Andrew Besford has over 20 years’ experience in technology-enabled business transformation. His early career was in the telecoms industry, in both in-house and consultancy roles in a number of countries, most recently at UK mobile operator O2. Andrew joined the UK Civil Service at the start of 2014, initially to set up business transformation at the Department for Work and Pensions, where he was responsible for developing a compelling vision for the future of the organization. Andrew then joined the Cabinet Office as deputy director of the Government Digital Service, and led the creation of the Government Transformation Strategy, which was published in February 2017. Andrew holds a degree in Computer Science from Cambridge. As we have a global readership, can you give a brief explanation of your work with the Department for Work and Pensions and UK government? My first job as a civil servant was in 2014, where I established the business transformation programme to modernize the Department for Work and Pensions (DWP).  DWP is the UK’s biggest public service delivery department, and has a long history of administering the state pension and a range of benefits. Its operation distributes around £167bn of benefits per year (£650m per day, in 2.8m separate payments). The business costs around £8bn per year to run, employs 95,000 people, and delivers face-to-face services through 720 Job Centres. The big themes of the transformation were around secure self-service wherever possible, intelligent use of data, and process automation. I later moved to the Government Digital Service to work on the portfolio of digitally-enabled transformation programs across UK government. Across all of these themes of transformation, we were constantly balancing the pace of technological change with the ability of the organization to adapt to new ways of working. With public services that people depend on, it’s always vital to consider how the organization will continue to serve people reliably whilst it is changing. Sometimes this means you need to make incremental changes, because a major technological overhaul and starting from the ground up would be too high risk, even though it may appear to be a better technology solution. What pressures and dynamics were unique to digital transformation in the public sector? Public sector digital transformation programs tend to be driven by a mix of three key drivers – making efficiency improvements, improving the customer/citizen/user experience, and implementing the government’s policy agenda. Sometimes a new government policy can be an opportunity to modernize the way the whole of something works. Other times the policy might stay the same but there is an opportunity to deliver it in a modern and efficient way, which means making the best use of today’s digital delivery approaches and technologies. Eventually it will also mean adopting more internet business models but we are still in the very early stages of governments thinking in this way. Some of the dynamics of this really are unique to the public sector – you have to deal with all service customers/citizens/users, some of whom may be extremely vulnerable or unable to deal with you online. You are spending public money, and the procurement rules are always a factor. A hugely positive aspect is that your colleagues are people who go to work every day to make government work better for the people who need it most. The scale may be vast, but other challenges of transformation are the same as you find anywhere else – making smart use of data, having a plan for legacy systems, getting enough people with the right skills, aligning the organization around a clear vision, establishing the basics like a common language and a focus on user needs. How does cybersecurity factor into your work? Although my job title doesn’t say cybersecurity, it is absolutely integral to leading business transformation in this environment. Different parts of the public sector have aspects in common, for example the need to handle sensitive personal data. But different areas naturally have different threat profiles – for example DWP is a unique environment in that it pays out such a big percentage of our GDP directly to citizens. One key factor when you are building new digital services in this environment is that you have to be careful with which parts need an iterative test-and-learn approach, and which parts need a high-volume, stable and auditable approach. Sometimes this experimentation is essential, for example when creating new online services which you hope will change people’s behaviors. Other times this can be risky or impossible, for example if you consider the interface to the banking system. Using appropriate methods can be very hard if there is a context of “agile everywhere”, which has sometimes been dogmatic. There is a fine trade off between making a service useful and making it safe. Often, senior leaders of organizations need help to understand the risks and the choices they face, so it was a big part of my job to clearly communicate the risks associated with projects and the mitigations that can be put in place. Are there any security principles you are guided by when approaching business transformation? The vision for business transformation needs to include security at its heart, and not just include it as an afterthought. As ever, this can be a juggle because other themes must also run strongly through the story, especially around people and technology. Of course boards will always want to know “Are we secure, and compliant?” But when you are working on transformation, they probably also want to know “Why are we not more of a “digital business yet?”. So there has to be a security perspective on the organization of the future. Frequently this means evolving the security focus so that it is not just about securing networks and endpoints, but extends to designing secure services. My view is that transformation leaders always have a role to play in security. This could be helping board members understand what good looks like, and helping them understand options and consequences. Equally it could be helping to raise colleagues’ awareness and understanding as part of a more general digital upskilling. You often refer to keeping user needs at the heart of your thinking – can you share more on this approach? The emphasis on user needs has been a real turning point in how UK government thinks about delivering digital services. In 2014 the Government Digital Service mandated the Service Standard, which includes as its first point to “Understand users and their needs”. This helped establish the thinking that without understanding users, you won’t know what problems you’re trying to solve, what to build, or if the service you create will work. From a broader cybersecurity perspective it is important to start with user needs, while acknowledging that the government has needs too, for example to protect taxpayers’ money, reduce fraud and preserve trust. How important is the human factor when it comes to digital design? It’s impossible to overstate the human factor. In government terms this applies to the people who use government services, as well as the people working within government agencies. Digital services rely on balancing a low-friction user journey, with the need for proportionate controls to limit business risk. Designing this successfully can only be done by putting the users at the center of the design. For public services this will touch on user identity, data ownership and sharing, minimizing risk and administrative errors that could cause significant damage – all while respecting people’s privacy and rights. Criminals might impersonate these services without the victim ever contacting the agency in question, so this is in part a national problem, not an organizational one. For example, the UK’s tax, payments and customs authority (HMRC) has experienced significant criminal use of their brand, highlighting the need for a national response to protect citizens and ensure that when people see an email from a .gov.uk email address they can trust it. In 2016, HMRC was the 16th most phished brand globally, but following efforts from HMRC and the UK’s National Cyber Security Centre, by the end of 2018 it was 146th in the world. Within government agencies, for those who advise on policy, build technology solutions, and deliver front-line operations, there are also threats at the human level. These could be from organized criminals, hacktivists or state actors, who may use attacks based on social engineering or spear phishing. Do you have any advice for cybersecurity practitioners on how to work effectively through digital transformation? As always this depends on the context, but there are three common themes I would highlight from recent work. Firstly, we need to help senior leaders understand cybersecurity better. Transformation is a leadership problem and sits in the realm of the boardroom; it is made possible by leaders understanding what it means, and setting out a vision for the organization. Those people generally don’t have a deep understanding of cybersecurity, but increasingly recognize how critical it is, because they have heard of WannaCry ransomware, Cambridge Analytica data mining, and British Airways/Marriott fines under GDPR. Secondly, we need to focus on creating the right conditions in the organization for delivering new services. This means enabling people and empowering teams. Someone in your organization is eventually going to end up attempting to do secure service design themselves – with or without any guidance from specialists. Cybersecurity practitioners need to collaborate across the organization, avoid creating factions, and make sure it gets done right and integrates with your other layers of defence. Finally, we need to embrace digital change and experiment. Any big organization needs to be able to operate while under persistent threats and sophisticated attacks. And you need your teams to be enabled to experiment (safely), test and learn what works, and continuously evolve services to deal with the evolving landscape they operate in. Security leaders can and should be at the heart of safely delivering the transformation ambition.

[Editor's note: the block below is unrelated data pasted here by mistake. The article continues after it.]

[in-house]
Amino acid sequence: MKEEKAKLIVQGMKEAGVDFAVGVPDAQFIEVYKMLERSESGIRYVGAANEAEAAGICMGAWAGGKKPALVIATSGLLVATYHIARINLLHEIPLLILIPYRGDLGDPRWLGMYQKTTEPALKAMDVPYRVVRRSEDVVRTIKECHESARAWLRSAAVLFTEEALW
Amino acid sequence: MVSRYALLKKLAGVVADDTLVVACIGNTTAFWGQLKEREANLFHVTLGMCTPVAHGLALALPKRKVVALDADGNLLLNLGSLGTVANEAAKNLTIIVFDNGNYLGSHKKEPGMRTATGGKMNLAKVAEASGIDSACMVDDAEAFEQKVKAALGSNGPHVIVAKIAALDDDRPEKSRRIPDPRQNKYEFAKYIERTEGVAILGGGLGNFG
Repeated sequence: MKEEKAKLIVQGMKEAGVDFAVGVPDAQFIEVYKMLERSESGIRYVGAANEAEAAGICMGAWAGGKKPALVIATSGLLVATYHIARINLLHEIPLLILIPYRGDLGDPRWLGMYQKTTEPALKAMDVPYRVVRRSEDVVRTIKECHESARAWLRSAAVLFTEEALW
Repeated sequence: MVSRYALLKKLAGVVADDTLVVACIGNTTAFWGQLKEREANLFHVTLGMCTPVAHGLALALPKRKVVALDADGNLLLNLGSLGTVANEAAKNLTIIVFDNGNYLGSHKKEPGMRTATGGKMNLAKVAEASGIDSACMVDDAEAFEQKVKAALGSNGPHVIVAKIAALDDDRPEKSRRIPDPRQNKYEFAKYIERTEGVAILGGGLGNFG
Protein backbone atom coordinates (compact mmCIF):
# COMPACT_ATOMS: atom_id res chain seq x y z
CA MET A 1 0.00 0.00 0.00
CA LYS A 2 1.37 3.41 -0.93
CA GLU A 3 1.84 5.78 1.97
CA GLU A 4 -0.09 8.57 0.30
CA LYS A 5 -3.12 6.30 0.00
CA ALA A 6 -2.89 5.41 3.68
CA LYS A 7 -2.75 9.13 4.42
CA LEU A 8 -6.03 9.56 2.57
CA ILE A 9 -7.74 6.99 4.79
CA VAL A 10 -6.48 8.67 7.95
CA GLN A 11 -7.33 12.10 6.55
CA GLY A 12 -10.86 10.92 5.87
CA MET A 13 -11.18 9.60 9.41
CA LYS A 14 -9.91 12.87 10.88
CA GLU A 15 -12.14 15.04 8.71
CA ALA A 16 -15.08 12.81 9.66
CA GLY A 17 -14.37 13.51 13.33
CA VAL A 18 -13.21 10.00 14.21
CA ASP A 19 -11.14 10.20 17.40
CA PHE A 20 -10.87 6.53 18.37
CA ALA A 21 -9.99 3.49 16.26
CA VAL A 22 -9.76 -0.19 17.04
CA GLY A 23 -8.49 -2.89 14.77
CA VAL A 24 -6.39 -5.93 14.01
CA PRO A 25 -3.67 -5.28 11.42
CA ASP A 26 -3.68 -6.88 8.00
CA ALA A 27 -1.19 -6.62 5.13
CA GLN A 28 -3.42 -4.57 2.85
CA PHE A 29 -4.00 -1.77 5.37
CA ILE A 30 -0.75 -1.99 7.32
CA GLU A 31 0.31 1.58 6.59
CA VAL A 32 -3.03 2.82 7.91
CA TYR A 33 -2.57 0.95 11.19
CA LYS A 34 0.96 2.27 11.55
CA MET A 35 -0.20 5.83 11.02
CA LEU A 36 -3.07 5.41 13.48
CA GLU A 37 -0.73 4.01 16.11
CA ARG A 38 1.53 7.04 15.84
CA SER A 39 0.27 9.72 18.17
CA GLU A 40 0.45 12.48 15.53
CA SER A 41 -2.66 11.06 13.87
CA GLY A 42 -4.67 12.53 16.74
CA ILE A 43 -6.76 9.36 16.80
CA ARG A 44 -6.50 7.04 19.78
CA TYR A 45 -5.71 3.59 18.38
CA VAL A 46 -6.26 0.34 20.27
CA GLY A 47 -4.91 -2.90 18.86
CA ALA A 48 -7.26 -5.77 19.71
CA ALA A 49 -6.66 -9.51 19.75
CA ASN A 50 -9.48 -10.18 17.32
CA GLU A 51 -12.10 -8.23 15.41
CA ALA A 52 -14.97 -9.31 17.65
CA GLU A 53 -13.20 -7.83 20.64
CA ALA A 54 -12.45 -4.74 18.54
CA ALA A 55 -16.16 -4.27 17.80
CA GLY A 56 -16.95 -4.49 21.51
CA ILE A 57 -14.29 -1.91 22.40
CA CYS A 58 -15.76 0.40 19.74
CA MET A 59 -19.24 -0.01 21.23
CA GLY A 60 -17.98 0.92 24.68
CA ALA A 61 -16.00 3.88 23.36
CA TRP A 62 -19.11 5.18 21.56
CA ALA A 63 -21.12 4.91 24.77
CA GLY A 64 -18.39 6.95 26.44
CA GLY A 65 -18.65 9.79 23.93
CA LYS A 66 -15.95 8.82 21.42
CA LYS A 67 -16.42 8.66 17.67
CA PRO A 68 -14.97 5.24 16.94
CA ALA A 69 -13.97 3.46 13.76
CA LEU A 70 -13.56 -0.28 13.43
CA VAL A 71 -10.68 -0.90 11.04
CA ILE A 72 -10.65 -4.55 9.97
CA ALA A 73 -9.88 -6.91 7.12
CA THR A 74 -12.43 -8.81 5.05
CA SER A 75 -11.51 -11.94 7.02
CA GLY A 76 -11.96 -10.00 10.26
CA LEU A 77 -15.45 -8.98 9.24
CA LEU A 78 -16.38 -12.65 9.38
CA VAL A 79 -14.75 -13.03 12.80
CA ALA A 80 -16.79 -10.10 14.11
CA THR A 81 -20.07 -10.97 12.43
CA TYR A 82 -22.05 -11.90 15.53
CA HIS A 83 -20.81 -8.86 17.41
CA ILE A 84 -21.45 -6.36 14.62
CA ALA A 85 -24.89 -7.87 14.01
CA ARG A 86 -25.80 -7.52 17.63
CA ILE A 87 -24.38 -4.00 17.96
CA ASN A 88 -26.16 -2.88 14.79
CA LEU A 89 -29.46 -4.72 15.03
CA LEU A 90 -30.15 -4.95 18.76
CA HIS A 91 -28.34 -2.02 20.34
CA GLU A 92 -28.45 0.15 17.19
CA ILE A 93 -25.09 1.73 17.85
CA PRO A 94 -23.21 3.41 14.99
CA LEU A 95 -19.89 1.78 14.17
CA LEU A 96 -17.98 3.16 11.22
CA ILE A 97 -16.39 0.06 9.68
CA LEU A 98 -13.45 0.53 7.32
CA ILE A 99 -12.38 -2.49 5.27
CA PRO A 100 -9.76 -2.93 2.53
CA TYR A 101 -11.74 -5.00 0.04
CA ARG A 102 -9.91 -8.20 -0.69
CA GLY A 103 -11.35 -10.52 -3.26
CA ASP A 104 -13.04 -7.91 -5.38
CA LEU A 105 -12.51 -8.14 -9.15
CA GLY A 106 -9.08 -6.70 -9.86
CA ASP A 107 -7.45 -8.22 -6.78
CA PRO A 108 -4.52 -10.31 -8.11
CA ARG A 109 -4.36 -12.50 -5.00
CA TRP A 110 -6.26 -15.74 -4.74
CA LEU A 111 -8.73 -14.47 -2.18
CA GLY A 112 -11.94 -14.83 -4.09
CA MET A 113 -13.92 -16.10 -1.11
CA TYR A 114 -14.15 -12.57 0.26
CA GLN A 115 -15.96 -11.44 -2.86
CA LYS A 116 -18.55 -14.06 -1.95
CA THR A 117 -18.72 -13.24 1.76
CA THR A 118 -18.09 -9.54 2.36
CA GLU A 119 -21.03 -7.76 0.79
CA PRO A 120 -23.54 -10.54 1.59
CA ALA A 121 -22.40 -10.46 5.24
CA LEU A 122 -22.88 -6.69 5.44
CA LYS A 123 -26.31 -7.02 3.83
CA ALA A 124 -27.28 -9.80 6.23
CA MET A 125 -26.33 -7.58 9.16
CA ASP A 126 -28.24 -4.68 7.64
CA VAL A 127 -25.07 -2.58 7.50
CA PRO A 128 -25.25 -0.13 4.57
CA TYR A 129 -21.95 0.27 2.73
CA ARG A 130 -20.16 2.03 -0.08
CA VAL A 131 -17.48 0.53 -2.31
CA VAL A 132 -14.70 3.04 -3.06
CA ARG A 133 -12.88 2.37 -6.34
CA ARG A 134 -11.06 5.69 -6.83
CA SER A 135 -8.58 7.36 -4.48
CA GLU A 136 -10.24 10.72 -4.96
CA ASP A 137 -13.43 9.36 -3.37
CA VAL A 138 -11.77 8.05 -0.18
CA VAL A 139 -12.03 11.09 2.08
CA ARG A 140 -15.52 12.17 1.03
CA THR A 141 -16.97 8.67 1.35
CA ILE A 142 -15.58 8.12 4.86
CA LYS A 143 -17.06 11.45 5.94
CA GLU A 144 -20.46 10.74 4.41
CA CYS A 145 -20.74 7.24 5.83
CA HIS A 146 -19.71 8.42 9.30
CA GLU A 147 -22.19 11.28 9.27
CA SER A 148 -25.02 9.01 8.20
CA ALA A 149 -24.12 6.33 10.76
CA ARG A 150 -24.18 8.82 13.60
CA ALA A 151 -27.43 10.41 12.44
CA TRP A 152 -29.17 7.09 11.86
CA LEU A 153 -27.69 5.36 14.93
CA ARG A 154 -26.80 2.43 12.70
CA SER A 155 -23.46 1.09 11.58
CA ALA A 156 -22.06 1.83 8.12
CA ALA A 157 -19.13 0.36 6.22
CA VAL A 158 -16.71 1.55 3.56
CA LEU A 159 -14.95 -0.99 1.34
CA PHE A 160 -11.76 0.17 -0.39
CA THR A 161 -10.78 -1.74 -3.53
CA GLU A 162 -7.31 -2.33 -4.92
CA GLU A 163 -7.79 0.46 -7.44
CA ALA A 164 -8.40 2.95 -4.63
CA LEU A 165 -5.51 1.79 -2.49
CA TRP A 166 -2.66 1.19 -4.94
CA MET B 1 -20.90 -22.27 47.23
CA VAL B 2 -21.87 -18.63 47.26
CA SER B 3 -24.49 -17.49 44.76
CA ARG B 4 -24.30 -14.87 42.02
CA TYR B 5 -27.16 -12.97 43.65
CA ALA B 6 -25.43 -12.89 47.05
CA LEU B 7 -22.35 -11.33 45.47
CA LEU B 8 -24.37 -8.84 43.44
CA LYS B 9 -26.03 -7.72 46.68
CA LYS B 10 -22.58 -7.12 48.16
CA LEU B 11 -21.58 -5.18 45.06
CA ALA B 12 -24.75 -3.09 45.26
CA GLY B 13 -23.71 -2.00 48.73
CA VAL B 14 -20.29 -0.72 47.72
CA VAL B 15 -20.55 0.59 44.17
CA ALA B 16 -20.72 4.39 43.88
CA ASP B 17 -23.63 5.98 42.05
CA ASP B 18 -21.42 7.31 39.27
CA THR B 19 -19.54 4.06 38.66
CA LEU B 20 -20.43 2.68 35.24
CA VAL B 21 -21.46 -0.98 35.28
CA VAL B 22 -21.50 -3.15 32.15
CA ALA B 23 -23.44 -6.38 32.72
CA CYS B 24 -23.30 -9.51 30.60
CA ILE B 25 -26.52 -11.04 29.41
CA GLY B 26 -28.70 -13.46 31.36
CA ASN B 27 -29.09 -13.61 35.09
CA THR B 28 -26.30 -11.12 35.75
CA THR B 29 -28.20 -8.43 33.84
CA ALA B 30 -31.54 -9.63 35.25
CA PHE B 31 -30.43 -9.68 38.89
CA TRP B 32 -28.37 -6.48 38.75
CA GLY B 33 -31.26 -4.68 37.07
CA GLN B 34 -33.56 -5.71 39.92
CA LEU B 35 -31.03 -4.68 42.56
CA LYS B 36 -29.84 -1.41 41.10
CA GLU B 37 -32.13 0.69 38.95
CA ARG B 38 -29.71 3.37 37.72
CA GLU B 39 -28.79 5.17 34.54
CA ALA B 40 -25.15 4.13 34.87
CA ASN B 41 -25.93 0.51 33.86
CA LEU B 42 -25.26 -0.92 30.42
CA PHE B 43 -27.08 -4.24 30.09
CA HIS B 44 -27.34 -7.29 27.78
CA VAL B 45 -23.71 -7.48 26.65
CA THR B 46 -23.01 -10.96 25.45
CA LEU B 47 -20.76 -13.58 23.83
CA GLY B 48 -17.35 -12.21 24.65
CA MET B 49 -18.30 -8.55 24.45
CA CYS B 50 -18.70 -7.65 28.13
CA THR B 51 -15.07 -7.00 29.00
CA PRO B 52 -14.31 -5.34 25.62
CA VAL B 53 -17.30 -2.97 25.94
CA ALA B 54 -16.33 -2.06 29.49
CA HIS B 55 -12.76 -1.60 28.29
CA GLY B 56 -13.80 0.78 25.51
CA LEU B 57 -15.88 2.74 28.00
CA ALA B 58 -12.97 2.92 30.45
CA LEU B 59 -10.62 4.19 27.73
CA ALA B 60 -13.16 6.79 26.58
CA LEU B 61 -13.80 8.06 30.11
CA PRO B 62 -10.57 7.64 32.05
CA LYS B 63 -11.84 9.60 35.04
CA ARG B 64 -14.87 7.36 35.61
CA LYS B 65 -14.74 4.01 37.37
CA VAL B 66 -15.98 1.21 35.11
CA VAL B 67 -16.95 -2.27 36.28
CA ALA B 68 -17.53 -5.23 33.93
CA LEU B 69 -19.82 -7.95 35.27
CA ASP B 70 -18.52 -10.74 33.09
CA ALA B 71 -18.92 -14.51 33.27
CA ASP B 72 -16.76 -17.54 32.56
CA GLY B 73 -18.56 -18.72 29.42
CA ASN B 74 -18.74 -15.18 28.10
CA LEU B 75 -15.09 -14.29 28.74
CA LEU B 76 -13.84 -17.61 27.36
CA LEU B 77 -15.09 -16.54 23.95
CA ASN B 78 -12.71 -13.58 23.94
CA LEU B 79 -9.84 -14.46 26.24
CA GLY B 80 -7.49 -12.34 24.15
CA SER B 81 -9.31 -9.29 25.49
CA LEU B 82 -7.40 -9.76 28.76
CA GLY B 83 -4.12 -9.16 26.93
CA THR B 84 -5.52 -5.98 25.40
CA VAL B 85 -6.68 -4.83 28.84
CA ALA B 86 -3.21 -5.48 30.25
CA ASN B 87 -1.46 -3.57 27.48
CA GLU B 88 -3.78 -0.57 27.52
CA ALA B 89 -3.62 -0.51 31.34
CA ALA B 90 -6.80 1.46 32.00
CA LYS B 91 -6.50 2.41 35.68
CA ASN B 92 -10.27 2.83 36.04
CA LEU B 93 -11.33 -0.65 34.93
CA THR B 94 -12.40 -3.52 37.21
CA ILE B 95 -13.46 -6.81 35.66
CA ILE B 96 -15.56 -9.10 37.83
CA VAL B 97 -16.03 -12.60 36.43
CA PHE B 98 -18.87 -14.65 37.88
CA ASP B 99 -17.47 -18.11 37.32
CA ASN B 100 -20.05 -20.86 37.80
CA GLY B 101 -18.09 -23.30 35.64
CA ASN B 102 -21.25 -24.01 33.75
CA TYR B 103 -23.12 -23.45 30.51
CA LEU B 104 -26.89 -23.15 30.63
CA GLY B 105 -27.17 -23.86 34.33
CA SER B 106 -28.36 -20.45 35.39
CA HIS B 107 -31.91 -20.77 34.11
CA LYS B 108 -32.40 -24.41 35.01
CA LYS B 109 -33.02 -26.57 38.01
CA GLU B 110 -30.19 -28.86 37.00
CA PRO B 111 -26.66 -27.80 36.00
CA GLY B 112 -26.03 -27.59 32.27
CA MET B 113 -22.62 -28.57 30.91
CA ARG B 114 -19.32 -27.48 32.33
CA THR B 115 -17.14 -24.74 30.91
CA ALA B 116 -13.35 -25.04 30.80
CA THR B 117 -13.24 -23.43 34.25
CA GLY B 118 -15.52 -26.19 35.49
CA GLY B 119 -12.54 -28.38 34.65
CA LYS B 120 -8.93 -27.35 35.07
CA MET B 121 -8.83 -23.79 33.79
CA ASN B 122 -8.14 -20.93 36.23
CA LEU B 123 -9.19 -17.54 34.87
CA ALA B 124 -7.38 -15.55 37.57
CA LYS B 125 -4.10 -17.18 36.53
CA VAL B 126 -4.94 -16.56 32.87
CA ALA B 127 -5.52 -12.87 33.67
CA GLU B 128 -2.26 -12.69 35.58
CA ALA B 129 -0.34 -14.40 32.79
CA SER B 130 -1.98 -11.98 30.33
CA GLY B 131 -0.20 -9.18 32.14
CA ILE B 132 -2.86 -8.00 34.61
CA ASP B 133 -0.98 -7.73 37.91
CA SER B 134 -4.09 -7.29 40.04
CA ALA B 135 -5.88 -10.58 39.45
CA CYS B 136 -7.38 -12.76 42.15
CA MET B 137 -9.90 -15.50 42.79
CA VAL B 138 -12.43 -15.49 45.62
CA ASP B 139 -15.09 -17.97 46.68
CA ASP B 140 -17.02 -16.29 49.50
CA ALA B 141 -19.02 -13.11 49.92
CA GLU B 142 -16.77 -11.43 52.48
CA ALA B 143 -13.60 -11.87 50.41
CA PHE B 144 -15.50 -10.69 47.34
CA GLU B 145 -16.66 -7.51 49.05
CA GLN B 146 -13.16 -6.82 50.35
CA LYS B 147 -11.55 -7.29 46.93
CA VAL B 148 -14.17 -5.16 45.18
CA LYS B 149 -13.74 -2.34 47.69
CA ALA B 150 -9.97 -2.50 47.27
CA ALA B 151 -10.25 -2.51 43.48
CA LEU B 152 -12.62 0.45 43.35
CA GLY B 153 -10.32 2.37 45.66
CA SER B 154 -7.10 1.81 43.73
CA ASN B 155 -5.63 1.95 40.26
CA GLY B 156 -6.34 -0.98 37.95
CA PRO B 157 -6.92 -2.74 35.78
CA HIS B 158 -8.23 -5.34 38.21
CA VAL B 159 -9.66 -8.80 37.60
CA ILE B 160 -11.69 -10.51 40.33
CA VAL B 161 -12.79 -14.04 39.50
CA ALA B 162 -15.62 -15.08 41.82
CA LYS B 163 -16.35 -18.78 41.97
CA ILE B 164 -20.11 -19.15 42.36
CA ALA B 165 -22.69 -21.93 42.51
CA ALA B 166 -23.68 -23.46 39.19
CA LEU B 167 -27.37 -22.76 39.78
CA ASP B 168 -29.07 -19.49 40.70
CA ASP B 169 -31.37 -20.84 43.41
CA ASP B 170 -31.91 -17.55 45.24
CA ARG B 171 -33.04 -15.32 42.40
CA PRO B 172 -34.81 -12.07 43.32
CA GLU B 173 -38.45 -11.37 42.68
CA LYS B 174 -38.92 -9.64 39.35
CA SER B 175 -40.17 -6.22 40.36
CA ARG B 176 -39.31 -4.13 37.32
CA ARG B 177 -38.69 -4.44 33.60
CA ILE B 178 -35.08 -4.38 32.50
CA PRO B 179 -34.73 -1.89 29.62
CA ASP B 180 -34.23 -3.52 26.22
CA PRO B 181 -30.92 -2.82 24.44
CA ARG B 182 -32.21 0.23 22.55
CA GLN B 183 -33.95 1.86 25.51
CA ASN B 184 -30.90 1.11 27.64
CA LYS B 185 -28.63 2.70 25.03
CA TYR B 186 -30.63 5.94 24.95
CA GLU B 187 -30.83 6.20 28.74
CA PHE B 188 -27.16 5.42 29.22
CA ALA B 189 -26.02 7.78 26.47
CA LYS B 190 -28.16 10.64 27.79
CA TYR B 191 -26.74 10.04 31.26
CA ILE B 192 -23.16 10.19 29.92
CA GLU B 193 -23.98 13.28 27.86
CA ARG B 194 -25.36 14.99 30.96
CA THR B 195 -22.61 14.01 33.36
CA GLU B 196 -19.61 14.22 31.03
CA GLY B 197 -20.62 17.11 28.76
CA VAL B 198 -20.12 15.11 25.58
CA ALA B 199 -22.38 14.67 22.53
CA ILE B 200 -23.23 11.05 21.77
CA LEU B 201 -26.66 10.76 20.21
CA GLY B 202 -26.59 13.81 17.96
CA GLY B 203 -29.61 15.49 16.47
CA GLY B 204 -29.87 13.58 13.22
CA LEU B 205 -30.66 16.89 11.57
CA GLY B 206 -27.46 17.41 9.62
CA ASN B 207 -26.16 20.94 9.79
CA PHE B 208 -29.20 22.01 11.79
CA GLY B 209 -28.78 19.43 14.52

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Compliance